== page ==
M/S Panther Security Service … vs E.P.F. Organisation on 2 December, 2020


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Supreme Court of India

M/S Panther Security Service … vs E.P.F. Organisation on 2 December, 2020

Author: Navin Sinha

Bench: Rohinton Fali Nariman, Navin Sinha, K.M. Joseph

                                                            NON­REPORTABLE

                                 IN THE SUPREME COURT OF INDIA
                                  CIVIL APPELLATE JURISDICTION


                            CIVIL APPEAL NOs.4434­4435 OF 2010

          M/S. PANTHER SECURITY SERVICE
          PRIVATE LIMITED                                     ...APPELLANT(S)

                                             VERSUS
          THE EMPLOYEES’ PROVIDENT FUND
          ORGANISATION AND ANOTHER                          ...RESPONDENT(S)



                                           JUDGMENT

NAVIN SINHA, J.

The appellant is engaged in the business of providing

private security guards to its clients on payment basis. The

appellant is registered under the Private Security Agencies

(Regulation) Act, 2005 (hereinafter referred to as “the Act of

2005”). The appellant is aggrieved by the order of the High

Court, affirming the order dated 28.07.2008 of the Assistant

Provident Fund Commissioner, Kanpur under Section 7A of the

Employees’ Provident Funds and Miscellaneous Provisions Act,

1952 (hereinafter referred to as “the EPF Act”) holding the
Signature Not Verified

Digitally signed by
Nidhi Ahuja
Date: 2020.12.02
17:29:05 IST
Reason:

appellant liable for compliance with the provisions of the EPF Act

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and to deposit statutory dues within 15 days. The dues of the

appellant as quantified by order dated 15.04.2009 are

Rs.42,01,941/­, and statutory interest under Section 7Q at

Rs.30,44,224/­.

2. Shri S. Sunil, learned counsel for the appellant submitted

that the appellant was not covered by G.S.R. No.805 dated

17.05.1971 issued under Section 1(3)(B) of the EPF Act, since it

was not engaged in rendering any expert services. It merely

facilitated in providing Chowkidars to its clients at the request of

the latter. The appellant only levelled a service charge for

facilitation. The salary was paid to the Chowkidars by the client

who engaged their services. The appellant had only 5 persons on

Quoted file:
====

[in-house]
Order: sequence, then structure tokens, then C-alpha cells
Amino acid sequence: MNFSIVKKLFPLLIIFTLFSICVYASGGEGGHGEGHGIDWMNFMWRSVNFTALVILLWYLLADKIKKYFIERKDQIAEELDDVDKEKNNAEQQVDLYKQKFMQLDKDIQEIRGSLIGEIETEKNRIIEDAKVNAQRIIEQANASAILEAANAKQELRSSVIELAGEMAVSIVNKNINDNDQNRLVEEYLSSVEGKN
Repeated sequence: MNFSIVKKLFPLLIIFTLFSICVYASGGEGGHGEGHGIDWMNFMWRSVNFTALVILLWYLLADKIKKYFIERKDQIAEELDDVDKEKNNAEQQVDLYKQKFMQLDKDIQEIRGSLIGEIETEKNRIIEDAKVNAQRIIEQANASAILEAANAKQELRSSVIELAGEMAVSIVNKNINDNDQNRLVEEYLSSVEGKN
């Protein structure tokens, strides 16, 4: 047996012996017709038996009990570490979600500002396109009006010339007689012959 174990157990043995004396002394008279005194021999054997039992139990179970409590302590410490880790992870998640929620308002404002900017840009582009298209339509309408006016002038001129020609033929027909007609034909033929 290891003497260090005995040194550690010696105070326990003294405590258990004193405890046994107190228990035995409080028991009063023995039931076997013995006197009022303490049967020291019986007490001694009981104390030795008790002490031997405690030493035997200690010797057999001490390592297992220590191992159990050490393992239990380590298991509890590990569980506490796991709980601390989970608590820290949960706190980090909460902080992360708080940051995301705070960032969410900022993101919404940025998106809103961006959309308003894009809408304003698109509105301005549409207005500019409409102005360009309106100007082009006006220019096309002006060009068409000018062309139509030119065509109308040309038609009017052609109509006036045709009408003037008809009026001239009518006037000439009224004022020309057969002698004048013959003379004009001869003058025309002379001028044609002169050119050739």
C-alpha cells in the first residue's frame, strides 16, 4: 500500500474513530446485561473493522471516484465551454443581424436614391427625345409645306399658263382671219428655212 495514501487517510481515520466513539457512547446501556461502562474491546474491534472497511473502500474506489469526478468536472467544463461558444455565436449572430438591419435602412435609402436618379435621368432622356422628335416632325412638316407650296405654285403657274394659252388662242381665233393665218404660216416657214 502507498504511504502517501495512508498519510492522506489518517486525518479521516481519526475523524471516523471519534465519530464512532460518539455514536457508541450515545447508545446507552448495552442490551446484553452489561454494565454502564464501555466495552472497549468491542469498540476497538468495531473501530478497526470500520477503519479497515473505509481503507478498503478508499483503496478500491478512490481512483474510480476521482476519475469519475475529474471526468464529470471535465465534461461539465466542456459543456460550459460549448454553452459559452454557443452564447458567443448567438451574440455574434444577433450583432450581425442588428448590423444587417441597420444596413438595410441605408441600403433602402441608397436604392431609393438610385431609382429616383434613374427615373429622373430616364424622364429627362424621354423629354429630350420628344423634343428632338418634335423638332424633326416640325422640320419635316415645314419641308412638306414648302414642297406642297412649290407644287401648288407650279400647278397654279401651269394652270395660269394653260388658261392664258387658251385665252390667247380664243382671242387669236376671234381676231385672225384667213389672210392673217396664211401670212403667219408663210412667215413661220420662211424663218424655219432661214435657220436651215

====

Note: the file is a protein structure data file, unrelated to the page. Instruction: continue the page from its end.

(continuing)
its rolls. The EPF Act was therefore not applicable to it. Placing

reliance on Section 2(e) (ii) and (f) of the EPF Act it was submitted

that since the salary was paid by the client and who had the

ultimate control over the security guards deployed with them, the

appellant was not the employer of these security guards and

neither were they employees of the appellant. Reliance was

placed on Krantikari Suraksha Rakshak Sanghatana vs.

Bharat Sanchar Nigam Limited and others, (2008) 10 SCC

2
166 and Saraswath Films vs. Regional Director, Employees’

State Insurance Corporation, Trichur, (2010) 11 SCC 553.

3. Ms. Divya Roy, learned counsel for the respondents

submitted that the appellant renders expert services by way of

providing trained personnel as security guards. It is fully covered

by the Notification dated 17.05.1971. Despite repeated notices

the appellant never furnished its wage and salary registers. The

balance sheets seized for the financial years 2003­04, 2004­05,

2005­06 and 2006­07, during raid, reveals a very large amount

paid towards salaries and wages running into several lacs which

cannot be the wage bill of five employees. The letter dated

03.04.2001 written by the appellant to the New India Assurance

Company Limited seeking Group Janta Personnel Accident

Insurance Policy of one lac each was in respect of 79 security

personnel. It was lastly submitted that the appellant did not

approach the Tribunal under Section 7I of the EPF Act against

the order passed under Section 7A, where all disputed facts could

have been examined and instead filed a writ petition directly.

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4. The writ petition and review application filed by the